If you’re going to avoid addiction, you need to get good at diversification.
Addiction happens when we get dependent upon one source to get an important need met.
Once we become overdependent upon that one source, we lose the ability to deal with that source with realism and perspective.
Our brains realize that, if something should happen to that source of need fulfillment, we’d be out of luck— and once our brains realize that, they begin to panic.
Our behavior around that source of need fulfillment becomes compulsive and impulsive.
A very common example of this phenomenon is how some people relate to food. They make food the main source of stimulation and pleasure in their lives. Once this is the case— that most, if not all, of the enjoyment in their lives comes from food—their relationship with food tends to get toxic.
They never miss an opportunity to eat, because they don’t know when their next “hit” of eating-related pleasure will arrive. They become defensive about their eating behavior and preferences. They refuse to consider any potential changes to their eating habits, because they’ve gotten it fixed in their minds: IF I WANT ANY PLEASURE IN MY DAY, I HAVE TO EAT LIKE THIS…AND ANY CHANGE TO THIS PATTERN THREATENS MY ABILITY TO FEEL PLEASURE.
Another example of this is in certain peoples’ patterns around friendships and romantic relationships. When a person gets it in their head that their primary, or even their exclusive, source of self-esteem is a limited number of friendships or romantic relationships, then their behavior around those relationships tends to become toxic.
They put up with behaviors in those relationships that are disrespectful. They no longer feel free to be “themselves” in those relationships, because they’ve figured out that to be “themselves” is to risk doing something the other person may disapprove of, which would leave them bereft. They become terrified of abandonment, because they’ve gotten it fixed in their minds: IF I WANT TO EXPERIENCE SELF-ESTEEM, I HAVE TO RELATE TO THESE PEOPLE IN THESE SPECIFIC WAYS…AND ANY CHANGE TO THIS PATTERN THREATENS MY ABILITY TO FEEL GOOD ABOUT MYSELF.
This happens EVERY time we get exclusively dependent upon one or a few sources of important needs.
Pleasure, self-esteem, money, feelings…it is ENORMOUSLY important that we cultivate numerous sources of all of these in our lives, if we’re going to avoid becoming overdependent and addicted to one or a limited number of sources.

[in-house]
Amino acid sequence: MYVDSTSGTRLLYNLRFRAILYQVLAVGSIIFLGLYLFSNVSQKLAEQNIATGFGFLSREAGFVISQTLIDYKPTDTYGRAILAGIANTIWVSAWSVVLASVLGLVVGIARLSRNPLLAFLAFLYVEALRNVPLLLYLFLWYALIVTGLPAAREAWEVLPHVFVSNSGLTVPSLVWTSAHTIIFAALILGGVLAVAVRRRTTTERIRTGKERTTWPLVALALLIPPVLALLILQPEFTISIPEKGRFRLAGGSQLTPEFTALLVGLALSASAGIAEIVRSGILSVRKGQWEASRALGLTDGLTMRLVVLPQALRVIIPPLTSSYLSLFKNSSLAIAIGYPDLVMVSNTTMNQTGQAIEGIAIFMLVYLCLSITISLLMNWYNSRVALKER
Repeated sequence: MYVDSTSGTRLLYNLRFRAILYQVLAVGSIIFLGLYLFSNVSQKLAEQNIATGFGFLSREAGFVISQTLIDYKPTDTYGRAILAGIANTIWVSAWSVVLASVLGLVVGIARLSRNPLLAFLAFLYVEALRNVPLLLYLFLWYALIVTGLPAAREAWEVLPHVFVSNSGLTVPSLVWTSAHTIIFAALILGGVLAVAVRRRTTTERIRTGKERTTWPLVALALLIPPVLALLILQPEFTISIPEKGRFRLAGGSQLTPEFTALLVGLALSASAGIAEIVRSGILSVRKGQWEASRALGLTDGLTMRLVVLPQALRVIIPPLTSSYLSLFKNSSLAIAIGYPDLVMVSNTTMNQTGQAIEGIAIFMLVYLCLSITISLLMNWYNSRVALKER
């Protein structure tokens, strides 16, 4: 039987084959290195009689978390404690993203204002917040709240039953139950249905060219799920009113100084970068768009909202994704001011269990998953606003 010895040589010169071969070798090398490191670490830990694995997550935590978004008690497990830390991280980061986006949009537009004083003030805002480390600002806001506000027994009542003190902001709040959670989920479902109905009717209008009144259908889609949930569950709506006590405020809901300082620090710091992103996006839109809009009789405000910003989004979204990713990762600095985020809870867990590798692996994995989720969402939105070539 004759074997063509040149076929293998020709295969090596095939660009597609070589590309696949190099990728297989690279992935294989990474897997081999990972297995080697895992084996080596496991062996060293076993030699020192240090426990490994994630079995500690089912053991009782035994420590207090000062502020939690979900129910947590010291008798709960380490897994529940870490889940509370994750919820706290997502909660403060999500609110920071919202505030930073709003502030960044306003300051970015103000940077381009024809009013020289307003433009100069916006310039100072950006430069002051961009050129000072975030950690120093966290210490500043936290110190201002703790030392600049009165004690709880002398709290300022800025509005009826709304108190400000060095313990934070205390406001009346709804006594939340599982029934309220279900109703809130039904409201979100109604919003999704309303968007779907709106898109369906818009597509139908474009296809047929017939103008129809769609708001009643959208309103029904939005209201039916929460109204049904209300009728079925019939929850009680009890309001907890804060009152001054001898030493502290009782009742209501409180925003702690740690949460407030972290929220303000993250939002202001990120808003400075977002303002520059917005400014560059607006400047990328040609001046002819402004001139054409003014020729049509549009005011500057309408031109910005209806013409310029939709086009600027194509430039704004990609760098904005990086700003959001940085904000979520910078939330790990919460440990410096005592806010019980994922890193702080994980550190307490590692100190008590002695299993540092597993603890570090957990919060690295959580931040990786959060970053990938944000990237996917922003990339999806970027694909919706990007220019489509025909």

The main reason many people fail to give up their addictions, even in structured rehab programs, is usually because they have not diversified the sources in their lives that provide them with whatever they were getting from their drug or behavior of abuse.
The good news is, diversifying our sources of need satisfaction usually isn’t as difficult as it might seem.
It may be the case that it is very EASY for certain substances or people to get certain needs met in our lives. But if we’re going to diversify, we often need to accept that we’re going to have to take the less-than-easiest road to getting our needs met, at least sometimes.
For example: it’s very EASY to feel AWESOME when you take, say, an opiate.
But if an opiate is the ONLY way you’ve developed to feel good in your life, it is almost certain that you’ll become addicted to opiates.
In order to keep that from happening, you need to develop numerous ways to feel good in your life. You need to diversify. The catch being, the various ways you develop to feel good will probably not be as EASY as popping an opiate.
They will, however, save you from getting addicted.
Similarly, it’s enormously EASY to feel good while eating chocolate.
But if chocolate is the ONLY way you’ve developed to feel good, it’s a certainty your behavior around chocolate will get compulsive and neurotic. You’re going to become addicted.
In order to keep that from happening, you need to develop a few non-chocolate ways to feel good in your life…but you’ll also need to accept that those ways will probably not be as EASY as chowing down on chocolate.
Again, though: they’ll save you from getting addicted.
Understand, diversifying isn’t necessarily a lot of fun. It’s certainly more fun, a lot of the time, to just pop the pill, eat the chocolate, call up the toxic ex, spend the day on Facebook, or whatever, than to cultivate multiple, healthy ways of feeling good.
You know what’s even more of a drag than developing coping skills, though?
The end consequences of addiction.
Diversify. It’ll quite literally save your life.